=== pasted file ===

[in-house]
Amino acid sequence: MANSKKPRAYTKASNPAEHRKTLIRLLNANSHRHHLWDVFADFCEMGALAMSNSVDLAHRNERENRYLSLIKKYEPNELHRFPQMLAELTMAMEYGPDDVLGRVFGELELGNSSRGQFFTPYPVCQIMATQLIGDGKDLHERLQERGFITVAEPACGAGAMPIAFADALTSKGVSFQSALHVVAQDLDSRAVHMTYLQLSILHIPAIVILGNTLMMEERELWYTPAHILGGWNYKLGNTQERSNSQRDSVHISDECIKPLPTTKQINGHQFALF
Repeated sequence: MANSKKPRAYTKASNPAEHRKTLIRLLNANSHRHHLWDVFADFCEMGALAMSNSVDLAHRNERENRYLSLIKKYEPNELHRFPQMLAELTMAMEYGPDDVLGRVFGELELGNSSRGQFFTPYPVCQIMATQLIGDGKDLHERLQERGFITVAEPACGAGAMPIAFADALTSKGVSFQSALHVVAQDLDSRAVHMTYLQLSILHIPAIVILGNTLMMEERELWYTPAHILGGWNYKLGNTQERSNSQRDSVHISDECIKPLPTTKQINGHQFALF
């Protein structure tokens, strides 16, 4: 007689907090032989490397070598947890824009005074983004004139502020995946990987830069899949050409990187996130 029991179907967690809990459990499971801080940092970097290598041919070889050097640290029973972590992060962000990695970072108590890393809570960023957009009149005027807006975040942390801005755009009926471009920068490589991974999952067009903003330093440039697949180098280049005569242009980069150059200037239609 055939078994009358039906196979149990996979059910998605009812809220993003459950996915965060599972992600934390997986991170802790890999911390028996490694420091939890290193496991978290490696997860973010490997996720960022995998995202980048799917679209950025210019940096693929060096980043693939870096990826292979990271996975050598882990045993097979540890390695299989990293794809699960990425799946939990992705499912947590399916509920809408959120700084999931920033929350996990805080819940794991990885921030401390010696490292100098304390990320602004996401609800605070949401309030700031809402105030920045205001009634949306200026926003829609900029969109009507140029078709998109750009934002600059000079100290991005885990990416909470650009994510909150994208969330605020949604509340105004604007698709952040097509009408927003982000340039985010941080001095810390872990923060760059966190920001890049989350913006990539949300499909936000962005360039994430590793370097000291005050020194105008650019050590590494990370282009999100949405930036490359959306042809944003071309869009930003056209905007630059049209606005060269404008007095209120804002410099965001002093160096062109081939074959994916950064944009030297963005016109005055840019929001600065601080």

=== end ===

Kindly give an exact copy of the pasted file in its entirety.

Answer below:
[in-house]
Amino acid sequence: MANSKKPRAYTKASNPAEHRKTLIRLLNANSHRHHLWDVFADFCEMGALAMSNSVDLAHRNERENRYLSLIKKYEPNELHRFPQMLAELTMAMEYGPDDVLGRVFGELELGNSSRGQFFTPYPVCQIMATQLIGDGKDLHERLQERGFITVAEPACGAGAMPIAFADALTSKGVSFQSALHVVAQDLDSRAVHMTYLQLSILHIPAIVILGNTLMMEERELWYTPAHILGGWNYKLGNTQERSNSQRDSVHISDECIKPLPTTKQINGHQFALF
Repeated sequence: MANSKKPRAYTKASNPAEHRKTLIRLLNANSHRHHLWDVFADFCEMGALAMSNSVDLAHRNERENRYLSLIKKYEPNELHRFPQMLAELTMAMEYGPDDVLGRVFGELELGNSSRGQFFTPYPVCQIMATQLIGDGKDLHERLQERGFITVAEPACGAGAMPIAFADALTSKGVSFQSALHVVAQDLDSRAVHMTYLQLSILHIPAIVILGNTLMMEERELWYTPAHILGGWNYKLGNTQERSNSQRDSVHISDECIKPLPTTKQINGHQFALF
């Protein structure tokens, strides 16, 4: 007689907090032989490397070598947890824009005074983004004139502020995946990987830069899949050409990187996130 029991179907967690809990459990499971801080940092970097290598041919070889050097640290029973972590992060962000990695970072108590890393809570960023957009009149005027807006975040942390801005755009009926471009920068490589991974999952067009903003330093440039697949180098280049005569242009980069150059200037239609 055939078994009358039906196979149990996979059910998605009812809220993003459950996915965060599972992600934390997986991170802790890999911390028996490694420091939890290193496991978290490696997860973010490997996720960022995998995202980048799917679209950025210019940096693929060096980043693939870096990826292979990271996975050598882990045993097979540890390695299989990293794809699960990425799946939990992705499912947590399916509920809408959120700084999931920033929350996990805080819940794991990885921030401390010696490292100098304390990320602004996401609800605070949401309030700031809402105030920045205001009634949306200026926003829609900029969109009507140029078709998109750009934002600059000079100290991005885990990416909470650009994510909150994208969330605020949604509340105004604007698709952040097509009408927003982000340039985010941080001095810390872990923060760059966190920001890049989350913006990539949300499909936000962005360039994430590793370097000291005050020194105008650019050590590494990370282009999100949405930036490359959306042809944003071309869009930003056209905007630059049209606005060269404008007095209120804002410099965001002093160096062109081939074959994916950064944009030297963005016109005055840019929001600065601080």